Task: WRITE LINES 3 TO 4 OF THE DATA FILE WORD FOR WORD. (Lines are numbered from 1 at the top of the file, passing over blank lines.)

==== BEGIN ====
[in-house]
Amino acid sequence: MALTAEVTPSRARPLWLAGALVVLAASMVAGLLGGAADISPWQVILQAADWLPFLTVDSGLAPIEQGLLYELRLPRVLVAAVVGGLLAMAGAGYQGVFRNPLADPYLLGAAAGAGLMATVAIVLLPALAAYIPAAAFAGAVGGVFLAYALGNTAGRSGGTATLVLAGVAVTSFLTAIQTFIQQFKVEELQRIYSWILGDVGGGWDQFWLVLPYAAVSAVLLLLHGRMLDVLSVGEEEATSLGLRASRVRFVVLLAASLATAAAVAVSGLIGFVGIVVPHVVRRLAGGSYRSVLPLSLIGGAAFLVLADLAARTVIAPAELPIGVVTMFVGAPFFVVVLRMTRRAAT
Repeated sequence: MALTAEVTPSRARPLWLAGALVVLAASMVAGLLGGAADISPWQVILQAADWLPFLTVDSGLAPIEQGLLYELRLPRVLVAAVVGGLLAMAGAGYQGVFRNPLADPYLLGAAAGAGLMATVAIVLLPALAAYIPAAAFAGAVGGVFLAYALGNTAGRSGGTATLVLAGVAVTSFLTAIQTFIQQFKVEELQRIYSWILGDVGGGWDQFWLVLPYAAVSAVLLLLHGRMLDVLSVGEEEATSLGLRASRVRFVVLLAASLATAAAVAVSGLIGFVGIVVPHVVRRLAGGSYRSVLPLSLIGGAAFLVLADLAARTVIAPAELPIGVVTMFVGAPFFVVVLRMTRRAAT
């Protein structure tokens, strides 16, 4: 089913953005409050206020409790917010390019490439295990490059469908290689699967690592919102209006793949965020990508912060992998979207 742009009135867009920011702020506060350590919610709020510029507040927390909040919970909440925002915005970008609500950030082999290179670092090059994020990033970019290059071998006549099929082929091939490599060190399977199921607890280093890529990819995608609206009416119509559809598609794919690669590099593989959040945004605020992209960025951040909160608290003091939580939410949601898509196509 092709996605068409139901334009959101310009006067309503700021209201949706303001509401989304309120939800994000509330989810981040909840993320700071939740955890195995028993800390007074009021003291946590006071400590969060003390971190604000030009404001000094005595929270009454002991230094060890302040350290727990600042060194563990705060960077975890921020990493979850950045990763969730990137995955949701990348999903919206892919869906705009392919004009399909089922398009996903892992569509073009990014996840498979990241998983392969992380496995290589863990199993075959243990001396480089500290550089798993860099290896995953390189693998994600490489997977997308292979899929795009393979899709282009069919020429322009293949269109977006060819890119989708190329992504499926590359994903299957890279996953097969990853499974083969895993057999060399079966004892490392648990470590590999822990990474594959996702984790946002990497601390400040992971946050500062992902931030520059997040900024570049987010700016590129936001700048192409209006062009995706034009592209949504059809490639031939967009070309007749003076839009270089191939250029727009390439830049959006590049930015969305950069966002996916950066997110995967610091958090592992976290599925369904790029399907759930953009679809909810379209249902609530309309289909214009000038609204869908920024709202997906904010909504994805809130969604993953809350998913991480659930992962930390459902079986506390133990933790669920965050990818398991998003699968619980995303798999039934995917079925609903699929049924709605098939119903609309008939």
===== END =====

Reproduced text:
Repeated sequence: MALTAEVTPSRARPLWLAGALVVLAASMVAGLLGGAADISPWQVILQAADWLPFLTVDSGLAPIEQGLLYELRLPRVLVAAVVGGLLAMAGAGYQGVFRNPLADPYLLGAAAGAGLMATVAIVLLPALAAYIPAAAFAGAVGGVFLAYALGNTAGRSGGTATLVLAGVAVTSFLTAIQTFIQQFKVEELQRIYSWILGDVGGGWDQFWLVLPYAAVSAVLLLLHGRMLDVLSVGEEEATSLGLRASRVRFVVLLAASLATAAAVAVSGLIGFVGIVVPHVVRRLAGGSYRSVLPLSLIGGAAFLVLADLAARTVIAPAELPIGVVTMFVGAPFFVVVLRMTRRAAT
């Protein structure tokens, strides 16, 4: 089913953005409050206020409790917010390019490439295990490059469908290689699967690592919102209006793949965020990508912060992998979207 742009009135867009920011702020506060350590919610709020510029507040927390909040919970909440925002915005970008609500950030082999290179670092090059994020990033970019290059071998006549099929082929091939490599060190399977199921607890280093890529990819995608609206009416119509559809598609794919690669590099593989959040945004605020992209960025951040909160608290003091939580939410949601898509196509 092709996605068409139901334009959101310009006067309503700021209201949706303001509401989304309120939800994000509330989810981040909840993320700071939740955890195995028993800390007074009021003291946590006071400590969060003390971190604000030009404001000094005595929270009454002991230094060890302040350290727990600042060194563990705060960077975890921020990493979850950045990763969730990137995955949701990348999903919206892919869906705009392919004009399909089922398009996903892992569509073009990014996840498979990241998983392969992380496995290589863990199993075959243990001396480089500290550089798993860099290896995953390189693998994600490489997977997308292979899929795009393979899709282009069919020429322009293949269109977006060819890119989708190329992504499926590359994903299957890279996953097969990853499974083969895993057999060399079966004892490392648990470590590999822990990474594959996702984790946002990497601390400040992971946050500062992902931030520059997040900024570049987010700016590129936001700048192409209006062009995706034009592209949504059809490639031939967009070309007749003076839009270089191939250029727009390439830049959006590049930015969305950069966002996916950066997110995967610091958090592992976290599925369904790029399907759930953009679809909810379209249902609530309309289909214009000038609204869908920024709202997906904010909504994805809130969604993953809350998913991480659930992962930390459902079986506390133990933790669920965050990818398991998003699968619980995303798999039934995917079925609903699929049924709605098939119903609309008939």